I am a worrier by nature. I have a slight pain in my back – could it be cancer? I hear a creak in my car – will it explode in the middle of the highway? I’m in line to buy tickets to a movie – oh, hurry! they might sell out before I get there!
I feel as if I am sensing a wrinkle in the darkness, certain that the thing to follow will be a wind to blow the roof off of my house. How fortunate I am that it does not, that my house is as safe as houses. How is it that one roof gets blown off and then with every breeze I must duck my head?
There must be a middle ground between vigilance and apathy, something to keep me safe, but not shut away. Perhaps ducking beneath an upturned boat is not the best measure of safety in a storm, but it will do.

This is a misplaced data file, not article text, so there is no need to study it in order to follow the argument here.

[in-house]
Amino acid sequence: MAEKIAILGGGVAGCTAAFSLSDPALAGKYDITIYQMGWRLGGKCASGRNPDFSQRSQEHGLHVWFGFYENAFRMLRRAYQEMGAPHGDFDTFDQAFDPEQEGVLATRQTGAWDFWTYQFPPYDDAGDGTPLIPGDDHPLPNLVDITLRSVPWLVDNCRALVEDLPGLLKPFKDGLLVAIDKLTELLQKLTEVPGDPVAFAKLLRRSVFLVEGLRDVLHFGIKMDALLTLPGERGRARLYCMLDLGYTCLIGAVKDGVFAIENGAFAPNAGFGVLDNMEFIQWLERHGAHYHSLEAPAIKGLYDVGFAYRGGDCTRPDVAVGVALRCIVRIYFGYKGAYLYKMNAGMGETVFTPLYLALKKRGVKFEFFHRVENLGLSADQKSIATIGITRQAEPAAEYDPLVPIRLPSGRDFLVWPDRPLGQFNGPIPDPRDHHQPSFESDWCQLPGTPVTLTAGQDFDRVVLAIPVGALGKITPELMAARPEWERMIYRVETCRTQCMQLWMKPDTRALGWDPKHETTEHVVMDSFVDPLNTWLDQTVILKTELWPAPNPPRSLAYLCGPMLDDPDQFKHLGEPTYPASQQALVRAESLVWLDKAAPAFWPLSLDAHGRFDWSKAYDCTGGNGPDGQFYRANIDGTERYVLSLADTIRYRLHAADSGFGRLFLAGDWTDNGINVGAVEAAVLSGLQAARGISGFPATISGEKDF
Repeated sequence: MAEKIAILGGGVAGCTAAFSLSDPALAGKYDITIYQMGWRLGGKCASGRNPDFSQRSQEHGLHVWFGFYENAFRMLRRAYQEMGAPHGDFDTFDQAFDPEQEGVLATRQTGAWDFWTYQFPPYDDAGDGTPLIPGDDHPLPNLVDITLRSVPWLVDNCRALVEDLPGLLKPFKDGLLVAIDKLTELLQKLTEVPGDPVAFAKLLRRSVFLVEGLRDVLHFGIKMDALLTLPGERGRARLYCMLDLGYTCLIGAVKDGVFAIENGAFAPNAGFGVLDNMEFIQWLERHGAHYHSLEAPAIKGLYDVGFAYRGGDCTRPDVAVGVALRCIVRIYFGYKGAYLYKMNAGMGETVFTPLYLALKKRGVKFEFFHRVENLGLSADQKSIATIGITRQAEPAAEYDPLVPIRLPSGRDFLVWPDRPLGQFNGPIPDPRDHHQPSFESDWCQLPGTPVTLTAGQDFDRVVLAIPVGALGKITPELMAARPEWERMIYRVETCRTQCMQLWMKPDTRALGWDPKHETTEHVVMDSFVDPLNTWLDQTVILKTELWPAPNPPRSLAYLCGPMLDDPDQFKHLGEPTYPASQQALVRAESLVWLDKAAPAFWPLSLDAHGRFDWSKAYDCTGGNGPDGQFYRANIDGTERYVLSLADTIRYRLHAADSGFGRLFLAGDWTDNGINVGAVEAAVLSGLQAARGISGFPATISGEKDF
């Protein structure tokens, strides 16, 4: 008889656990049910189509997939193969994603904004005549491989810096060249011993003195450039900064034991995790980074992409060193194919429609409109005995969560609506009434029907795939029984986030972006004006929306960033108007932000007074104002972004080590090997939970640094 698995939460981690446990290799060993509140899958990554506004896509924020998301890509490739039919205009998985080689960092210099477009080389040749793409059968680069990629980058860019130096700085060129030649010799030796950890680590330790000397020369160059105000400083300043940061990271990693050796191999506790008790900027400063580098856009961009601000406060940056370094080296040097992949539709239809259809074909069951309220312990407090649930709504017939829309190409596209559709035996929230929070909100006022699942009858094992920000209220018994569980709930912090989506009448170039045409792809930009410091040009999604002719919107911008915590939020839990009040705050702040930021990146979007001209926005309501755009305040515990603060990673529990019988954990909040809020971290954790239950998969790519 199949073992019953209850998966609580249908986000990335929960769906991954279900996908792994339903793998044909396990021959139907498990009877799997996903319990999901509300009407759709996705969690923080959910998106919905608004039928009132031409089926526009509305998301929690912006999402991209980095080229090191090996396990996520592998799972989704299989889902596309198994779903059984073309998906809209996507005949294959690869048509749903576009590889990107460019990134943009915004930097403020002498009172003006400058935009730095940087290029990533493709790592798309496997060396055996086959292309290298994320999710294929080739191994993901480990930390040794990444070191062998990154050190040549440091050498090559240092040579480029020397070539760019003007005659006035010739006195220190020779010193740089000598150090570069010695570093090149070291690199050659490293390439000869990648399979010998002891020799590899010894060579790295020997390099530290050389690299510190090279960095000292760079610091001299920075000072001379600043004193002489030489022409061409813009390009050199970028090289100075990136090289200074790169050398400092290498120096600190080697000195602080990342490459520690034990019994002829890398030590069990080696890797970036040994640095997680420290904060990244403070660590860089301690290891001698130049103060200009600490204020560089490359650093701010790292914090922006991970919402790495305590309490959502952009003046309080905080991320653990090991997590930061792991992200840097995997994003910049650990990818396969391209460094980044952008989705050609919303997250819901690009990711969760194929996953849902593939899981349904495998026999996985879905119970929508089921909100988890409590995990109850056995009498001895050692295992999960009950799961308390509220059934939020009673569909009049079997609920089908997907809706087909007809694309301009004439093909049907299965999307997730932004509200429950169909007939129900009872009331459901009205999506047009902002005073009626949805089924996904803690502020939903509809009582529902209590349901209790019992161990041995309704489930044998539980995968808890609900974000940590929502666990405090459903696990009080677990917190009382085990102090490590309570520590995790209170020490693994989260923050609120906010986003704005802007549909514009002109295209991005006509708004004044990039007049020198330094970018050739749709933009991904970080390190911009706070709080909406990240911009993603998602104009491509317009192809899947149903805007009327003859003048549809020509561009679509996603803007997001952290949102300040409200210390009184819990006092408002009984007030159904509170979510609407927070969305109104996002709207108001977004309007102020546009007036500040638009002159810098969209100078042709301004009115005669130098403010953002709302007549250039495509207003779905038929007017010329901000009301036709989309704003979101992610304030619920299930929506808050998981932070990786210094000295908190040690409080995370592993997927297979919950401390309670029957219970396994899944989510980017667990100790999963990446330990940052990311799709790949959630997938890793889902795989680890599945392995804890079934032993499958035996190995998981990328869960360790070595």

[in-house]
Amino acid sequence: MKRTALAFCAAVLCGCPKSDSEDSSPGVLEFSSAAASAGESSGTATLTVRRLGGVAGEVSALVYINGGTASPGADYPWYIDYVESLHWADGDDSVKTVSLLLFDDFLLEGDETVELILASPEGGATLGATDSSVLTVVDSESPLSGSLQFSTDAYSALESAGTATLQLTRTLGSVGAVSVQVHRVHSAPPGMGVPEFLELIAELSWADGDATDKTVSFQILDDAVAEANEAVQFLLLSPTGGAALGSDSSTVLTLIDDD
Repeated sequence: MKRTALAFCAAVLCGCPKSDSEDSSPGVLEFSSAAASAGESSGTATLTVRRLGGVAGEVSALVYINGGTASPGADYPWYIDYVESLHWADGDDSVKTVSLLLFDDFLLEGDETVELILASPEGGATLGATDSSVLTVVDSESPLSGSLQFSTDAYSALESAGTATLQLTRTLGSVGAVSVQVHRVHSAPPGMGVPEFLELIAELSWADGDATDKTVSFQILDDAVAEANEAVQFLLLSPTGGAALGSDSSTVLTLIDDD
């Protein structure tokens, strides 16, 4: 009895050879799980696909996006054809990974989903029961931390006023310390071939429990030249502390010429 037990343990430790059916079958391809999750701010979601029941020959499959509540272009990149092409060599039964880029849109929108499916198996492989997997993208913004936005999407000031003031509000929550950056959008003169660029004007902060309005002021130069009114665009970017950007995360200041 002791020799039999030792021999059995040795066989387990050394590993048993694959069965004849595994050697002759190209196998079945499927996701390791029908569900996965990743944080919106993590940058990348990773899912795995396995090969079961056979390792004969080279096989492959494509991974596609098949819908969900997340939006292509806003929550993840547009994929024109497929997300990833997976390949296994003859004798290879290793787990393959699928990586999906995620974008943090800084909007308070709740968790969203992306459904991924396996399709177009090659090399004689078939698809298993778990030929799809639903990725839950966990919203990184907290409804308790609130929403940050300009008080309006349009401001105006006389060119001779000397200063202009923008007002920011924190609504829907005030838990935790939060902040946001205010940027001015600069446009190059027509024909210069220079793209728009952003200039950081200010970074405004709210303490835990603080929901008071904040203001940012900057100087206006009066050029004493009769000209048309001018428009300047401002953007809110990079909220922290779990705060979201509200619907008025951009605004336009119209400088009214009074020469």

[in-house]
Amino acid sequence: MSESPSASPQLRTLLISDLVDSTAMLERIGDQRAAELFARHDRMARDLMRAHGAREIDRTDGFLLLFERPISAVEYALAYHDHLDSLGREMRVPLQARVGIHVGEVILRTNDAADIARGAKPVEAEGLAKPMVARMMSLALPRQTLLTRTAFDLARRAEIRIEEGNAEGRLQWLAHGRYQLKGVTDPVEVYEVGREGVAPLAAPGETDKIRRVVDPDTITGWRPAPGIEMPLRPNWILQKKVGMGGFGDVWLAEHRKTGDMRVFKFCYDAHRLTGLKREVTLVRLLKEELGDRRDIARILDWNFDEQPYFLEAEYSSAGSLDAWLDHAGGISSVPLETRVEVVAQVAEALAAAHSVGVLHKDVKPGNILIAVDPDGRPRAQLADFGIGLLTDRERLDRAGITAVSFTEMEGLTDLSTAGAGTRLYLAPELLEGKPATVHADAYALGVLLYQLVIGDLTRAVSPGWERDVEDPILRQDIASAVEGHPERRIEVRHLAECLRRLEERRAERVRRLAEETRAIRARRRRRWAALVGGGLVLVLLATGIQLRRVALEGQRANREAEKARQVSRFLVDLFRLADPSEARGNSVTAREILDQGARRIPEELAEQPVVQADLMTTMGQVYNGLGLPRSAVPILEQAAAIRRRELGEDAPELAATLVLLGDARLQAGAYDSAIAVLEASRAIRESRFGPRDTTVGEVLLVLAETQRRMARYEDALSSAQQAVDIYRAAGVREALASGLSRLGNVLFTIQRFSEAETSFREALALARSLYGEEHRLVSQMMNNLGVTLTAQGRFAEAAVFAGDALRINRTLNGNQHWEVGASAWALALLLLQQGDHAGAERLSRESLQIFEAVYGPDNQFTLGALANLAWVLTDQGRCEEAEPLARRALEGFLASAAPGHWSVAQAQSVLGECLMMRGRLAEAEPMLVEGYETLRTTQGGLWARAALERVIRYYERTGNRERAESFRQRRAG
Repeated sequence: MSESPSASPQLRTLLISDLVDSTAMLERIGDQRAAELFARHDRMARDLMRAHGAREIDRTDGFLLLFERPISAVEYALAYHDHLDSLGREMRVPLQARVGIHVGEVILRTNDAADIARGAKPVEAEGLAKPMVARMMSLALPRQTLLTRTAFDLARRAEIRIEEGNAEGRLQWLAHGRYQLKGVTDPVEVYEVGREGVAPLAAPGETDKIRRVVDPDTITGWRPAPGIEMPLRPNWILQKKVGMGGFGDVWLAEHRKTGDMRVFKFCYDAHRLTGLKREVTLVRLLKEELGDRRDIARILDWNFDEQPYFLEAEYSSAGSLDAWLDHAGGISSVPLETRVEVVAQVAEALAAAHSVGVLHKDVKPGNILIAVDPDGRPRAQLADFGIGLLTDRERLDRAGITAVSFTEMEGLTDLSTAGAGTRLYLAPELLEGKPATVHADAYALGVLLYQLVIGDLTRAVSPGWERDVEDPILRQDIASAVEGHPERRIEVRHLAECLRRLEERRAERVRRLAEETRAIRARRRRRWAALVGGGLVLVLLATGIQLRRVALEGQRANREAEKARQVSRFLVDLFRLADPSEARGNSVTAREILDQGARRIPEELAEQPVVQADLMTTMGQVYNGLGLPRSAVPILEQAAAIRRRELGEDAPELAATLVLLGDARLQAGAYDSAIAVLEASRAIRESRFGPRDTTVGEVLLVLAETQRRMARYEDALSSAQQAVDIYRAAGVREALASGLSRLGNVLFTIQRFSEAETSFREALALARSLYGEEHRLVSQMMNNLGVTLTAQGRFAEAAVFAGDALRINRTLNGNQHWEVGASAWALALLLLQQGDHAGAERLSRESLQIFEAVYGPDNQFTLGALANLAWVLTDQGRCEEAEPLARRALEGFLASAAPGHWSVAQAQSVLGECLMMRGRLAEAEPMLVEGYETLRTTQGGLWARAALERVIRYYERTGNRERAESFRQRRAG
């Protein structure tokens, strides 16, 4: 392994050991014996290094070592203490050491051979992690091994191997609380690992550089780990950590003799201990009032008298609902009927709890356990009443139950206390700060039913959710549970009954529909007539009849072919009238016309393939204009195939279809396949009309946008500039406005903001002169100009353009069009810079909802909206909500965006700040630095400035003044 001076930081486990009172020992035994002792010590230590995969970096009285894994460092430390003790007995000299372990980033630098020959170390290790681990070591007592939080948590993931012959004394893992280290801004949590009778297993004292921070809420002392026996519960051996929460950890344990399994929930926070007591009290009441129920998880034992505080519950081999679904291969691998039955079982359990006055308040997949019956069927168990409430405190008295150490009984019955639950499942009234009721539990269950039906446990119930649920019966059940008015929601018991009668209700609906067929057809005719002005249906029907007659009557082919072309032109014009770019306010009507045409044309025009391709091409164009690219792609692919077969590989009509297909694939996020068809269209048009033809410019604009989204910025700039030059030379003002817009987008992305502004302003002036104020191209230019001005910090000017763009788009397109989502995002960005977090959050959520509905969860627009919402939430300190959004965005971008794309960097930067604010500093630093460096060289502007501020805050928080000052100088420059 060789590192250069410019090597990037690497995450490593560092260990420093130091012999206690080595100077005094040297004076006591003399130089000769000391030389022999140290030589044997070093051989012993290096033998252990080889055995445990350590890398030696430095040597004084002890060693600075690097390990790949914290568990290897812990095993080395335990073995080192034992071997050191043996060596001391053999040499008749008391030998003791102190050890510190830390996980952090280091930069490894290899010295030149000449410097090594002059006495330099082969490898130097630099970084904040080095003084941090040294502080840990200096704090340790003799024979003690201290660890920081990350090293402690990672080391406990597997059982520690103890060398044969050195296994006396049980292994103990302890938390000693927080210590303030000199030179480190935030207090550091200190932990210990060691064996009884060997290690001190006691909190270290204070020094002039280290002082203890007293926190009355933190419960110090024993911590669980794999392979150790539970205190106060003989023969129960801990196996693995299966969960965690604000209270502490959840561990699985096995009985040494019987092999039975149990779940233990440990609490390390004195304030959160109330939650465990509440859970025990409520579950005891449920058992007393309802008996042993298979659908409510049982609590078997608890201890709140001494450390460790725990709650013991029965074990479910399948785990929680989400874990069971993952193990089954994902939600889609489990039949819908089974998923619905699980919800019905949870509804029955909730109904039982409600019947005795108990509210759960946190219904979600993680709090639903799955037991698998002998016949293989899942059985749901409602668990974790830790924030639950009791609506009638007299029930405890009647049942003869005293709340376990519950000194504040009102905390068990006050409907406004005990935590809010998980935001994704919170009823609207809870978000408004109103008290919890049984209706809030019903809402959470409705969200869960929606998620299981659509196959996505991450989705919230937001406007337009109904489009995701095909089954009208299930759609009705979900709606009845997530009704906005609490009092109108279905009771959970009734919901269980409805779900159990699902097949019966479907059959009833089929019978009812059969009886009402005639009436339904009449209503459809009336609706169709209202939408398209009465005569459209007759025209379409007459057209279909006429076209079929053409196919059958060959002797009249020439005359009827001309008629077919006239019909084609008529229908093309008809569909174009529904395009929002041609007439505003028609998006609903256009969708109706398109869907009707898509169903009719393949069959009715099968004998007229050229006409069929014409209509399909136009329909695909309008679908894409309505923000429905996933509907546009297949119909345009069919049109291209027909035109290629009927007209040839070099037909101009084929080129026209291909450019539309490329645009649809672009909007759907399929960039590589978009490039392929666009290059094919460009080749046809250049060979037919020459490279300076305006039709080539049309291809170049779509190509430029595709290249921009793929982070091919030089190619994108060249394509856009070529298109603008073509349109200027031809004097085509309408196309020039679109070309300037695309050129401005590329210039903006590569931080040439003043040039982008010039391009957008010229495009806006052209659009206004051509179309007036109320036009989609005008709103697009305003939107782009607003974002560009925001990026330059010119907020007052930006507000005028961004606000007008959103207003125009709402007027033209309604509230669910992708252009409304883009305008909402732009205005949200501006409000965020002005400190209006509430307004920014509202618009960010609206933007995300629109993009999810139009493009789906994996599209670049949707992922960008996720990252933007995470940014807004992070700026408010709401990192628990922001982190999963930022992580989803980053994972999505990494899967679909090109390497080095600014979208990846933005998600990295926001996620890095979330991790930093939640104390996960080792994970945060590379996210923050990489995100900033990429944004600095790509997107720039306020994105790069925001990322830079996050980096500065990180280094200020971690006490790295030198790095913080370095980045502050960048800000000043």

In this moment of this poem the sensing of a storm, though frightening, is also beautiful – the wrinkle in the darkness across the bay, the spread of the damp air chill through the feet, the first sounding of raindrops. All evoke a strange, chilling beauty and a sense of trepidation, being there, being frightened with the poet. But not to worry, it is only a page and really just a passing storm; you’ll survive.
Waiting for the Storm
by Timothy Steele
Breeze sent a wrinkling darkness
Across the bay. I knelt
Beneath an upturned boat,
And, moment by moment felt
The sand at my feet grow colder,
The damp air chill and spread.
Then the first raindrops sounded
On the hull above my head.